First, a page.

The Expectations Built into GRVY is Dead Wrong

November 28, 2011 | Comments (15)

All three asset valuations are higher than market value, thus the market is expecting GRVY be a destroyer of value. Looking at the financial statements and following the company for a couple of years now shows that to be completely false. This visual representation shows what each valuation is made up of based on the market price.


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Jae Jun

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Here is an update on Gravity Co (GRVY), a company that I have held for a couple of years in anticipation of their sequel to their original blockbuster mass multiplayer game Ragnarok Online.

Read the initial post with details of the company and what it does, as well as why the company is one of the best deals under $2.

Here is another blogger’s very detailed summary of GRVY.

2011 Q3 Revenue Summary

  • 1.4% increase in revenue compared to comparable quarter last year
  • Royalty and license fee revenue for 3rd quarter increase 5.6% QoQ due to currency gain against the Yen but still a 1.9% increase YoY due to acquisition of Dragonica which was purchased in Oct 2010.
  • Subscription revenue decreased 5.8% QoQ but increased 37.4% YoY. Decrease was due to the French subsidiary no longer being consolidated as GRVY’s ownership was reduced to 25%.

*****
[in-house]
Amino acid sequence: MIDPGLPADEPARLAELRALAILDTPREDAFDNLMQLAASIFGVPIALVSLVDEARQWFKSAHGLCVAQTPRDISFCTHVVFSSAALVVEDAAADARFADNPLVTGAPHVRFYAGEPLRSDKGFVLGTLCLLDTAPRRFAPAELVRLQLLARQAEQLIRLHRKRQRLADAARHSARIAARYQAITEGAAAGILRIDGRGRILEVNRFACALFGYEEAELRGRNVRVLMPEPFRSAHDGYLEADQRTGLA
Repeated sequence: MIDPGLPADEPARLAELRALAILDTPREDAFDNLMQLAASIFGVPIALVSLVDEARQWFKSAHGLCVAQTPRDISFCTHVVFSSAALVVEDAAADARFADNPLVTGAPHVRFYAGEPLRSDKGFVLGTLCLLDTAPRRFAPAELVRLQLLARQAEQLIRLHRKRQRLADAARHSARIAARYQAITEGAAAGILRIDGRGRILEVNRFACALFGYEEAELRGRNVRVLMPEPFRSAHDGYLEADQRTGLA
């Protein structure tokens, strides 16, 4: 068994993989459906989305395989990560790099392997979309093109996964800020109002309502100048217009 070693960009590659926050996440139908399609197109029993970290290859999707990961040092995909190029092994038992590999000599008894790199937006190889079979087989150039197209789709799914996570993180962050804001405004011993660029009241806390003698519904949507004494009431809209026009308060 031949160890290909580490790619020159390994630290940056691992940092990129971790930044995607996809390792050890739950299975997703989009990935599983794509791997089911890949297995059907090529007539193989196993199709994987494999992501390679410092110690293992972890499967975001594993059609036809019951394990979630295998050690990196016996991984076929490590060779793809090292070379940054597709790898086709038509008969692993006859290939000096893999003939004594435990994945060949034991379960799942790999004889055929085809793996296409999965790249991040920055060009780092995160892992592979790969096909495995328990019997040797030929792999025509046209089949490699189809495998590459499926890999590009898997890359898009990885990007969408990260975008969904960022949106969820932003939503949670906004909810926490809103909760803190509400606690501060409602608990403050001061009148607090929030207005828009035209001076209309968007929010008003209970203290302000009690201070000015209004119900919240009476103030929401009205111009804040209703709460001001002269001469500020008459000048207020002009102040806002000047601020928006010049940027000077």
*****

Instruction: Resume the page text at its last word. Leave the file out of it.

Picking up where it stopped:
• Increase in revenue was due to Korea, US and Canada based on ceasing the subscription based fee model and making it free to play. Also attributed to more updates and more items available in the game.
  • 9% YoY increase in mobile games. GRVY launched a few games for the iPhone which were accepted very well. A potential growth platform in the mobile gaming industry, although the competition is fierce.

The most pleasing point is the fourth one where the new business model of offering the game for free has actually increased revenue. Rather than earning revenue by a few big spenders, this model is now bringing in smaller revenue from a much larger user base. At the same time, existing gamers are the ones that will play the sequel when released, so it is also a smart marketing move.

Expenses Summary

  • Cost has increased by 43% due to acquisitions and the increase in payroll. I’m expecting this to increase as GRVY continues to purchase other gaming titles.
  • R&D spending dropped from Korean Won of 955m to W555m YoY
  • Lower tax expenses from W1,207m to W475m